Machado suspended five games for throwing bat
Orioles third baseman plans to appeal ruling resulting from incident with A's on Sunday
BALTIMORE -- In his apology following Monday night's game, Manny Machado said a suspension from Major League Baseball had crossed his mind. What the 21-year-old didn't say was that he would go along with whatever punishment was handed down.
Machado was given a five-game suspension on Tuesday afternoon for his actions in Sunday's benches-clearing incident with the Oakland Athletics, and he will appeal the punishment to try to lessen the sentence. At least, that's the plan for now.
"I think right now he's going to appeal and take 24 hours to think about the next step," Orioles manager Buck Showalter said of Machado, who was ejected from the 11-1 loss after throwing his bat toward third base after consecutive brushback pitches from reliever Fernando Abad.
"Plus, probably the most important thing for him right now is make sure he puts the club in a position in case we make an adjustment in our roster," Showalter said. "It's a little short notice to get somebody here if he started [the suspension] tonight. I think that's his biggest concern, trying to see if he can help us lessen the blow on the impact on the roster."
The All-Star third baseman, who apologized for his actions on Monday, was also fined. Abad was not suspended, but he was also fined.
"I don't really care," Machado said of the different punishments. "He's part of the Oakland A's organization, and I'm a Baltimore Oriole. I know what I did and he knows what he did. We both got to pay for the consequences.
"Obviously, I talked to everybody -- the team, the organization, myself. I'm just going to see where it goes."
Showalter said the appeal process may not happen for a week, and in a perfect world, the club would like for Machado to miss the Rays series that starts on Monday, with Thursday an off-day. While the off-day would not count against the suspension, it could help the Orioles perhaps go short in the bullpen and add another position player in Machado's absence.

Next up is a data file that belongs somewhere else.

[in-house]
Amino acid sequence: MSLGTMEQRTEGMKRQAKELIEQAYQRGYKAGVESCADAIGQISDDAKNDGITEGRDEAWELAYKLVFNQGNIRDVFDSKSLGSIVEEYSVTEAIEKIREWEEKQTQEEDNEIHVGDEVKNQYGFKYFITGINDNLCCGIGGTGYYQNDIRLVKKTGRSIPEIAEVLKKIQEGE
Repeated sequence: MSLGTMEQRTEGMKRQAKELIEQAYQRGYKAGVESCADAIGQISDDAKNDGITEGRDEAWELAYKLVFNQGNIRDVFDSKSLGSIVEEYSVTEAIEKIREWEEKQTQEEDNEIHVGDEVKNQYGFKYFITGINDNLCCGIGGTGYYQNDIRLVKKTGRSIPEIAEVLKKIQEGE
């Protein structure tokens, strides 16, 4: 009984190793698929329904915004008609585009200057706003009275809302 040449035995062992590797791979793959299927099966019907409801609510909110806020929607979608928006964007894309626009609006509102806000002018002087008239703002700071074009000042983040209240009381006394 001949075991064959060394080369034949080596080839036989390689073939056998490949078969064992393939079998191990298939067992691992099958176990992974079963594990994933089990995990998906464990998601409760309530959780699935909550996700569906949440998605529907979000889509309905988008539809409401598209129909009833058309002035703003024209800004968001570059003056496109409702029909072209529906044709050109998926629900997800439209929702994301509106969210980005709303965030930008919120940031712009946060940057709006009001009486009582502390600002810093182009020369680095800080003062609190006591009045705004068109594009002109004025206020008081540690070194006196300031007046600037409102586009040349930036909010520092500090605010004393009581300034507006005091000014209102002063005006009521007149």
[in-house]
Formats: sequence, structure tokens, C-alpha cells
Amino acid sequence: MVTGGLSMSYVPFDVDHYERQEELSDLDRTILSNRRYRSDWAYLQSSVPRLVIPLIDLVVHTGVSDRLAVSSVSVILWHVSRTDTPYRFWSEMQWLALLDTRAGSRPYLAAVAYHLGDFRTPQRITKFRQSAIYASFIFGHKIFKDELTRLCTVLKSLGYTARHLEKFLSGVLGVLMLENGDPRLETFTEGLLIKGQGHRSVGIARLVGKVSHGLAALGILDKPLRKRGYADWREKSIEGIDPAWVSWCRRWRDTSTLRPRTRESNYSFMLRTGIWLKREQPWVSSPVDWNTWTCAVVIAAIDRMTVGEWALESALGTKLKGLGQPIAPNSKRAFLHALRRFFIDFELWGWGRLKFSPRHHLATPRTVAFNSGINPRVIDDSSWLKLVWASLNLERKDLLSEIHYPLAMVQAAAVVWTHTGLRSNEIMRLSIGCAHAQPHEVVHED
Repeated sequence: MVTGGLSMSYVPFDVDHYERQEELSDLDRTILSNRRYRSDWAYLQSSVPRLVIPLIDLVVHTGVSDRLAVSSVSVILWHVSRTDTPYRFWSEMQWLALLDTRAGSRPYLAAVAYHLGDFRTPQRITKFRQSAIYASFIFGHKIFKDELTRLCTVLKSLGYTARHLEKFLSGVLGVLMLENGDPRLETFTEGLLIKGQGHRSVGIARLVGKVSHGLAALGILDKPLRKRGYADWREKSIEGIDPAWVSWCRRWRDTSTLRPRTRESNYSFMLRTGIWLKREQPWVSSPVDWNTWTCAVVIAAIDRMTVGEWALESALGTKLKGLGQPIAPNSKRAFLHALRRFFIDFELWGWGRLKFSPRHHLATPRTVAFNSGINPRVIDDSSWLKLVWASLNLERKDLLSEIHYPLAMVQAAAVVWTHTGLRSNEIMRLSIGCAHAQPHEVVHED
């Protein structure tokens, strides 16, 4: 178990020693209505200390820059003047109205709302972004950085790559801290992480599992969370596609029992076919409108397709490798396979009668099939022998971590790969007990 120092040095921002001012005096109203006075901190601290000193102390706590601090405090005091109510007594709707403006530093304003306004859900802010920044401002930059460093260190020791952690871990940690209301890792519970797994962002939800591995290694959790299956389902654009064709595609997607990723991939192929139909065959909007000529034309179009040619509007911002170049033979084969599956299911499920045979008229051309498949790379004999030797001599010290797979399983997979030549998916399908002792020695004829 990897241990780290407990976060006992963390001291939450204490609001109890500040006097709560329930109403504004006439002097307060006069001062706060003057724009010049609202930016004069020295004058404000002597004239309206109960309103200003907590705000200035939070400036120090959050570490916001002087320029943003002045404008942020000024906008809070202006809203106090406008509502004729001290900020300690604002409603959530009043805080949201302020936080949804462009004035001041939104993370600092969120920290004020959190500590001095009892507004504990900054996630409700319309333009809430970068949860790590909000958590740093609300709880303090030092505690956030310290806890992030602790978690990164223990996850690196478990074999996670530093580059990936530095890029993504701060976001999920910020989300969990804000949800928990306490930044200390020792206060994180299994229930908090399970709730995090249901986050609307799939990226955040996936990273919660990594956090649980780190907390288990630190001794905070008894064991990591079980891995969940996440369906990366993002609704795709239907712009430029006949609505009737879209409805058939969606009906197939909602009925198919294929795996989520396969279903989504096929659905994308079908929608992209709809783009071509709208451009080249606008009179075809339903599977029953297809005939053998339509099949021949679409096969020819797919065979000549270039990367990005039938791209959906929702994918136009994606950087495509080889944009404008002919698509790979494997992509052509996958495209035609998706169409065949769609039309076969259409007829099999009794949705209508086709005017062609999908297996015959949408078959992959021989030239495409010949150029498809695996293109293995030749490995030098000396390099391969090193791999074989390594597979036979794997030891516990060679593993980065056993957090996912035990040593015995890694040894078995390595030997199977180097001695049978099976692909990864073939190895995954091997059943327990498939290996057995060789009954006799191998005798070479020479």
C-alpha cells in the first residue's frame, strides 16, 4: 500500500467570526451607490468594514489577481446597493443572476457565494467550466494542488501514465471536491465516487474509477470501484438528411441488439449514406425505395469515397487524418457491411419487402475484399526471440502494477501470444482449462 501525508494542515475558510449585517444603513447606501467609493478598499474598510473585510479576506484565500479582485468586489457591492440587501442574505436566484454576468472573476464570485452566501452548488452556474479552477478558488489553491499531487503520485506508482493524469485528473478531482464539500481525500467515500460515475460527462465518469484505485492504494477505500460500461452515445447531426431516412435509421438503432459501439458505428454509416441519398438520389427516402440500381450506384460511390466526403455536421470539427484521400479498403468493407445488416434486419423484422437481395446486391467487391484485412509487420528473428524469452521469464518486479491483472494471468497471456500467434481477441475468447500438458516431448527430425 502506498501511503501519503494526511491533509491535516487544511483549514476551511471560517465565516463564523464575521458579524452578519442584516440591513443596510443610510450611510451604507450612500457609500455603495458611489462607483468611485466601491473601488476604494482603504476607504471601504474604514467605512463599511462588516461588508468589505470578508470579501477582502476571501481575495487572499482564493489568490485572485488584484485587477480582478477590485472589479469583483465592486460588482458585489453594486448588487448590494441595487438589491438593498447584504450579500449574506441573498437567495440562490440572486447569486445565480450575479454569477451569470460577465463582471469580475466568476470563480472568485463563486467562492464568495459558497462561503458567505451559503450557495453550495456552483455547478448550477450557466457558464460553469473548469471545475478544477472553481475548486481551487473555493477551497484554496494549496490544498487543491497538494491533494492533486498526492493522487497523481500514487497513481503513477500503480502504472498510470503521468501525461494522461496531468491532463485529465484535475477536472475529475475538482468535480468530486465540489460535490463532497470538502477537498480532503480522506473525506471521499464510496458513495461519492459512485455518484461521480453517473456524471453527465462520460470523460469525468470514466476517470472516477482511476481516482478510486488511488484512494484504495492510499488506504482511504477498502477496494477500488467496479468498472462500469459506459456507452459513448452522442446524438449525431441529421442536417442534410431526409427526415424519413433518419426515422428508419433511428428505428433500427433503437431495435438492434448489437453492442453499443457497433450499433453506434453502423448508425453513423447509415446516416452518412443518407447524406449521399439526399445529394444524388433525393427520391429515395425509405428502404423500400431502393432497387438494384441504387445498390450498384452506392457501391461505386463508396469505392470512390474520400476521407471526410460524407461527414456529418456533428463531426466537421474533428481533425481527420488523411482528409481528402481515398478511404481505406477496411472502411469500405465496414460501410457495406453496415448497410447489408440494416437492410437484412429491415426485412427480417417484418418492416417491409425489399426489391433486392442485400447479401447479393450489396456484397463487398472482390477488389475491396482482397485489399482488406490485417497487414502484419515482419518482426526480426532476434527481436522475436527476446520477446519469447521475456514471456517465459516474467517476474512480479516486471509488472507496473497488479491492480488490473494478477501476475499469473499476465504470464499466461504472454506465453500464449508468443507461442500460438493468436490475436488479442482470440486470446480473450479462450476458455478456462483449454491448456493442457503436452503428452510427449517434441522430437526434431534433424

"He's a 21-year-old young man that made a mistake, and he's done the right thing since then to move forward with it the way it's supposed to be done when you make a mistake, like we all have," Showalter said. "Now there's some more steps involved before we can put it behind us."
It wasn't just the bat throwing that put Machado in hot water. Things started on Friday when Machado took exception to a hard tag by third baseman Josh Donaldson. He also hit A's catcher Derek Norris several times in the helmet on a backswing and didn't show any regret or offer to apologize, with several Oakland players believing that Machado actually took pleasure in it. Machado, who said the backswings were unintentional, was remorseful on Monday after watching the replays and thinking things over.
"It's not easy, if that's what you want to hear," Machado said. "It's been a frustrating last couple days. It's all part of the game."
Still, Machado's reputation has clearly taken a hit, as Donaldson made no bones about not accepting Machado's apology. Meanwhile, Orioles executive vice president of baseball operations Dan Duquette told Sports Illustrated on Monday that sending the third baseman to the Minors is always an option.
Showalter said Tuesday that a demotion isn't an option right now -- though he didn't completely rule it out -- and he was concentrated on getting Machado on the right track.
Machado apologized to his teammates before Monday's game, with the team late in taking batting practice as several players aired their thoughts.
"It is what it is," Showalter said of the punishment. "Nobody can judge intent. We all know what was going on with Abad. How they chose to do it, they have precedent. That's why, when I talk about the [five-game suspension], there is no precedent. So you think it would be reduced, but maybe not."
Brittany Ghiroli is a reporter for MLB.com. Read her blog, Britt's Bird Watch, and follow her on Facebook and Twitter @britt_ghiroli. This story was not subject to the approval of Major League Baseball or its clubs.